Percy’s premise is disturbing enough, but add to it a masterful crafting of scary scenes strewn with gruesome details, a tough 12-year-old blind girl with a 'retinal prosthesis' able to manipulate the matrix, and a subtext exploring the effects of a world becoming enslaved to its technologies and you have a horror story for our times ... The narrative’s pace stalls at times from too much exposition about supernatural theories and occultists like Aleister Crowley, and about aspects of technology easily inferred from context. And Percy’s penchant for poetic prose — usually a strength of his style — was distracting here. But The Dark Net is still a frightening novel.
...a timely and wildly imaginative techno-thriller about the evil that lurks in real and virtual spaces ... It’s really cool how Mr. Percy draws parallels between faith and technology for this story. I also enjoyed how good and evil weren’t ever limited to a singular belief system ... The Dark Net is a horror-filled examination of the world around us, of what is real and what isn’t, of what’s worth believing in and what terrors lie in the unseen. Despite being a book strongly influenced by cyberpunk, it also reads like an homage to the demon-filled horror novels of the 1970s and ’80s. It’s a great read for anyone who enjoys that rich vein of thriller writing coupled with enough ideas to make for a thoroughly modern telling.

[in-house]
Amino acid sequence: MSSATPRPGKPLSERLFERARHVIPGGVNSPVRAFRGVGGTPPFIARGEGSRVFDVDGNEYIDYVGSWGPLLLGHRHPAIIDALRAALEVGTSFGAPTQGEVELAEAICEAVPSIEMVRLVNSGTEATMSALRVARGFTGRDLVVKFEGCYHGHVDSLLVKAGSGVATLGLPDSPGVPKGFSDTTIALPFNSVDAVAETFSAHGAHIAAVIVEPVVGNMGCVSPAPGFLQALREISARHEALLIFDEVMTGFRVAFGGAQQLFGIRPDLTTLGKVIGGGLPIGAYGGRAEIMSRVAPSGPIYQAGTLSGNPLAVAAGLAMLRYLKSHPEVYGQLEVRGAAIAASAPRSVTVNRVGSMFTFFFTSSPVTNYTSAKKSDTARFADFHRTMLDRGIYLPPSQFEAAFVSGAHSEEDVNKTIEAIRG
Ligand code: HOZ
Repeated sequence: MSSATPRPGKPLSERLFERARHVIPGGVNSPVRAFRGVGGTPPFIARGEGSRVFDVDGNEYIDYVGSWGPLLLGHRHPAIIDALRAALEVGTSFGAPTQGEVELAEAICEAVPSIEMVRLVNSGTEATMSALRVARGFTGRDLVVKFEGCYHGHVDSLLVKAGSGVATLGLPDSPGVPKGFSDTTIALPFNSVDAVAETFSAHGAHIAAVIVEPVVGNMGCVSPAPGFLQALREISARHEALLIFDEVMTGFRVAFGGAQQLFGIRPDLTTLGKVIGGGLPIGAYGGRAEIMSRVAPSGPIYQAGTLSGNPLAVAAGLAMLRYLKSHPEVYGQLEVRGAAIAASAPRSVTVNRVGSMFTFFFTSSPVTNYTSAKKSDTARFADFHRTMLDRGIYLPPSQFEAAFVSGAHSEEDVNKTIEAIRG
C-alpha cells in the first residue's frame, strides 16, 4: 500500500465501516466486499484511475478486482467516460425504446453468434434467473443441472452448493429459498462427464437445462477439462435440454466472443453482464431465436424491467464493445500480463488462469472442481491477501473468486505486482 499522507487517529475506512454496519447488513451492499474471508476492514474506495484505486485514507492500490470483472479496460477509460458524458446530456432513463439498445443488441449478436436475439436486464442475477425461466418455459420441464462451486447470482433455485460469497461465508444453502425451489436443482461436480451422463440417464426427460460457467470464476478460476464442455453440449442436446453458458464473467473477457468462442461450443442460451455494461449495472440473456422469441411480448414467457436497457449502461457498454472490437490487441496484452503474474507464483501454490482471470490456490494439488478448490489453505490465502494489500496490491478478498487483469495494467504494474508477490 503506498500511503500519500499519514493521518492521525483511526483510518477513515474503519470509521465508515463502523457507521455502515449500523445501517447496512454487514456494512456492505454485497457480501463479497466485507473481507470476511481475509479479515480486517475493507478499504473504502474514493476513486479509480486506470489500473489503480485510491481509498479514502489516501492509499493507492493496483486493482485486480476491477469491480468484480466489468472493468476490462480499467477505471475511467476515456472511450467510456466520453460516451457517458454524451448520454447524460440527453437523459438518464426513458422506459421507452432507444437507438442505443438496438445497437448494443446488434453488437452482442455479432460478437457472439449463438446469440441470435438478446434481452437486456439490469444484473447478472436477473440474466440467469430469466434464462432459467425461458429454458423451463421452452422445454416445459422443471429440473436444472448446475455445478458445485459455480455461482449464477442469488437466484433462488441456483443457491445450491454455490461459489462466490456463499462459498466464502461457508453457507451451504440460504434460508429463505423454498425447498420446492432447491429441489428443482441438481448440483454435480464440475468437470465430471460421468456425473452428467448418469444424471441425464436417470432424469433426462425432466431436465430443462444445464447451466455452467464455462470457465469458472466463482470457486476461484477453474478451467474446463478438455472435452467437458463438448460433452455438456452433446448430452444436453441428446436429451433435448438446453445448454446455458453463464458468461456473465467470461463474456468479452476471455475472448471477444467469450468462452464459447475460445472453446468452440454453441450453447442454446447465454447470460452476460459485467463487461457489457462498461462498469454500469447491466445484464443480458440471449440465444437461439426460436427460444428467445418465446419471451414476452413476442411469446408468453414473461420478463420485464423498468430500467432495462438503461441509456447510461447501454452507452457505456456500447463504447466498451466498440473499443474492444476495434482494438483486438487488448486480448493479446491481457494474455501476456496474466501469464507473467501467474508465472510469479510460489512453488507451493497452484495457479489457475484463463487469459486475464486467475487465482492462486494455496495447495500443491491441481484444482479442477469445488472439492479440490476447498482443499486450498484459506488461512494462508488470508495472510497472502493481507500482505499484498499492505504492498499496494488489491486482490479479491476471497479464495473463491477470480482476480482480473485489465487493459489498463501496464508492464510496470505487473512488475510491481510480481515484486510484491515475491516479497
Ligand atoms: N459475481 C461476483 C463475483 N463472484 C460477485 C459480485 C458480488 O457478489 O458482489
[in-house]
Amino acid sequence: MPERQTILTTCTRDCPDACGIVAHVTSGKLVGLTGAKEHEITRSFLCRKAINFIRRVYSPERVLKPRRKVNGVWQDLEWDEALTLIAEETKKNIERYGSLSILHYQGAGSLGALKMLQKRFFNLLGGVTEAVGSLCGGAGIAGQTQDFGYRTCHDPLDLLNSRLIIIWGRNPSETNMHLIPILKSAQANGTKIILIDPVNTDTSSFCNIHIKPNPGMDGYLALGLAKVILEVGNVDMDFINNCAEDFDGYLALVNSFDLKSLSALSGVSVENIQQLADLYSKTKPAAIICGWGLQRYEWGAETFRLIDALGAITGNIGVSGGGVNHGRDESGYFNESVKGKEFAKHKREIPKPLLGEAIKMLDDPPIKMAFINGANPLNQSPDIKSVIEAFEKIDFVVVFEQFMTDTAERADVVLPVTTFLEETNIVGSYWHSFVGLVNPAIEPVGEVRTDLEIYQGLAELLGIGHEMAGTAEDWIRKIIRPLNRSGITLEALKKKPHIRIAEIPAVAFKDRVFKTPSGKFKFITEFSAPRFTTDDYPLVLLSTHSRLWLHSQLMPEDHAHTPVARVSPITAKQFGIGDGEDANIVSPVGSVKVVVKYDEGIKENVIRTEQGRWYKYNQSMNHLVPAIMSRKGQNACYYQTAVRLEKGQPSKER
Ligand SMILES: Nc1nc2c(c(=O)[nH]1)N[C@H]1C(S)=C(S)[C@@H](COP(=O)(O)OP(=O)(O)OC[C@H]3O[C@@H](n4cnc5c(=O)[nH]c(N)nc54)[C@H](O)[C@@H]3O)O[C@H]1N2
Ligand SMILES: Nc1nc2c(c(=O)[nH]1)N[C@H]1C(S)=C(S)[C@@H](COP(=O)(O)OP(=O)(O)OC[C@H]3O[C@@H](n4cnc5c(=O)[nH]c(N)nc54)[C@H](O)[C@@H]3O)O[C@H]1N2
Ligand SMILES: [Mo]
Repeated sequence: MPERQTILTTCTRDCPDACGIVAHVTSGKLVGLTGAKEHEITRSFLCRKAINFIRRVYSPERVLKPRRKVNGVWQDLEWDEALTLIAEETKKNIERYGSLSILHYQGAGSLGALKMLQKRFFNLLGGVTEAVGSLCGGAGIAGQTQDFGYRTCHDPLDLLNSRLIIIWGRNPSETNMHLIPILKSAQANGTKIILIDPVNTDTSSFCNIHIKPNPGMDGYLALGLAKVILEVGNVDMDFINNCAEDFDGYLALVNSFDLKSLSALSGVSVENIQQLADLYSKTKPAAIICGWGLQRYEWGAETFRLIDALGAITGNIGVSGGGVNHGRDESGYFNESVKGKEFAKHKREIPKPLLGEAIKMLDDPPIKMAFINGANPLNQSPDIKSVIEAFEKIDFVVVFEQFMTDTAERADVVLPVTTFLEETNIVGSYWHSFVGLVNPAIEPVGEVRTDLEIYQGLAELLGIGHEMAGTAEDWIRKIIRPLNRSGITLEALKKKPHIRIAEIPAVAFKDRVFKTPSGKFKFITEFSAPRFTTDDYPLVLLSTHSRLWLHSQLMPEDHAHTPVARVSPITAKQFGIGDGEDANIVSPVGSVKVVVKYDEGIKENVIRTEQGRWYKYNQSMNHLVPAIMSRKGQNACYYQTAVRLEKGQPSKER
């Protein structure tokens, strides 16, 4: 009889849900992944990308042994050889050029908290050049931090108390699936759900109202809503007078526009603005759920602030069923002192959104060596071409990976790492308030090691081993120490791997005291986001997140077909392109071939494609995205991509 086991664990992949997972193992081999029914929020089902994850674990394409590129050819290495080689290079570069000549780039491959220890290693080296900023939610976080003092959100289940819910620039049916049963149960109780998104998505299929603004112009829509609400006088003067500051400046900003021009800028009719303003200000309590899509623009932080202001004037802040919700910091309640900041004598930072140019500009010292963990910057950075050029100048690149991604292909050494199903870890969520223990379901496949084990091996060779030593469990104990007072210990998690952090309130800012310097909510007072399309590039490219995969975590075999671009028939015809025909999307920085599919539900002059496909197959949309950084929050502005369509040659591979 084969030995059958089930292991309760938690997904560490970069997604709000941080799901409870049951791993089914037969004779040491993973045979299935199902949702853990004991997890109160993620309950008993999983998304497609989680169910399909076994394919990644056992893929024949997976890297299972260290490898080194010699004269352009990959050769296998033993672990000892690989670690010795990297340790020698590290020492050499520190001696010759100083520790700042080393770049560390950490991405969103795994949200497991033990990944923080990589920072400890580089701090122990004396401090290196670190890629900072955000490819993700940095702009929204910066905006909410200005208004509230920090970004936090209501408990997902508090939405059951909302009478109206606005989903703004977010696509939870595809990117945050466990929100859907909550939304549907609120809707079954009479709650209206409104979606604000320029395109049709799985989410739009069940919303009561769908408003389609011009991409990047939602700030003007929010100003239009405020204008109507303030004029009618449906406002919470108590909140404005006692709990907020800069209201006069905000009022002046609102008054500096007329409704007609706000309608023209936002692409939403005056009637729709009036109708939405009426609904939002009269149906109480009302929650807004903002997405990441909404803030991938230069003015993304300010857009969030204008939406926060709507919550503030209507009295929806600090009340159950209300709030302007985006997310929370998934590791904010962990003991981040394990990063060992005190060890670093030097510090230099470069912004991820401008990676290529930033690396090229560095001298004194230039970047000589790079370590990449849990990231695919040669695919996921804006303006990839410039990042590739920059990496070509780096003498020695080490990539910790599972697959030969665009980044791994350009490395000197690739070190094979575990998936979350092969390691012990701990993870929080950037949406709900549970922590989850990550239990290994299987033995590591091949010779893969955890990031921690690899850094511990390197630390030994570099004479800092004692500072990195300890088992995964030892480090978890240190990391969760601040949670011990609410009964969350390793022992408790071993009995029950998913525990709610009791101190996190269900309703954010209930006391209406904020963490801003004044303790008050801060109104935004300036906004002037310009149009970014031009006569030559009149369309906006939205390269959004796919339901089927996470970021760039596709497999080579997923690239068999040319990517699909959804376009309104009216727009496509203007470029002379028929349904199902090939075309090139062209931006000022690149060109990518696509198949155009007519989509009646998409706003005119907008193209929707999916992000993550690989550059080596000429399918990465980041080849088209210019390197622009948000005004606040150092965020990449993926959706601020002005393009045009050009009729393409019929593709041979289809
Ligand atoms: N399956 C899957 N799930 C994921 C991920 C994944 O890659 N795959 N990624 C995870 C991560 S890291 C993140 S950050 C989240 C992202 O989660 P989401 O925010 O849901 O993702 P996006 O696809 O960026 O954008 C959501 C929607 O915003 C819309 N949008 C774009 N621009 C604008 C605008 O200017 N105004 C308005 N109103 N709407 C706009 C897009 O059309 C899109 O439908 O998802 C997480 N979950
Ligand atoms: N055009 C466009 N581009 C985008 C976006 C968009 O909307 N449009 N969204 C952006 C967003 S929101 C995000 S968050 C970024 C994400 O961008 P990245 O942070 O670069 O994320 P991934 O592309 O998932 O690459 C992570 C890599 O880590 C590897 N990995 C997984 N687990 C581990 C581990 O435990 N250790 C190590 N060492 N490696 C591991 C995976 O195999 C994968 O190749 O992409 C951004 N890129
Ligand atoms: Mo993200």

Dark Net can get gruesome, and the body count is high, but Percy keeps it suspenseful and compelling from the first page. The authentic Portland, Oregon, setting with a pivotal scene in Powell’s Bookstore is also a draw. Think twice before accessing this on an e-reader, unless you think can handle the extra layer of terror.
Percy takes the darkest conspiracy theories you can imagine and makes them the stuff of nightmares ... While the message is effective and scary, though, the characters and the writing fall short of mesmerizing. Who says science and religion are incompatible? There's something undeniably creepy about the thought that your smartphone can possess you. A gory cautionary tale.
Percy notes in the acknowledgements that he tried to ground his novel in reality; there’s an abundance of local Portland color and an overabundance of technical detail bogging down his lurid prose. Nonetheless, fans of cyberpunk and occult-flavored fiction may enjoy this outlandish nonreligious fable of good and evil.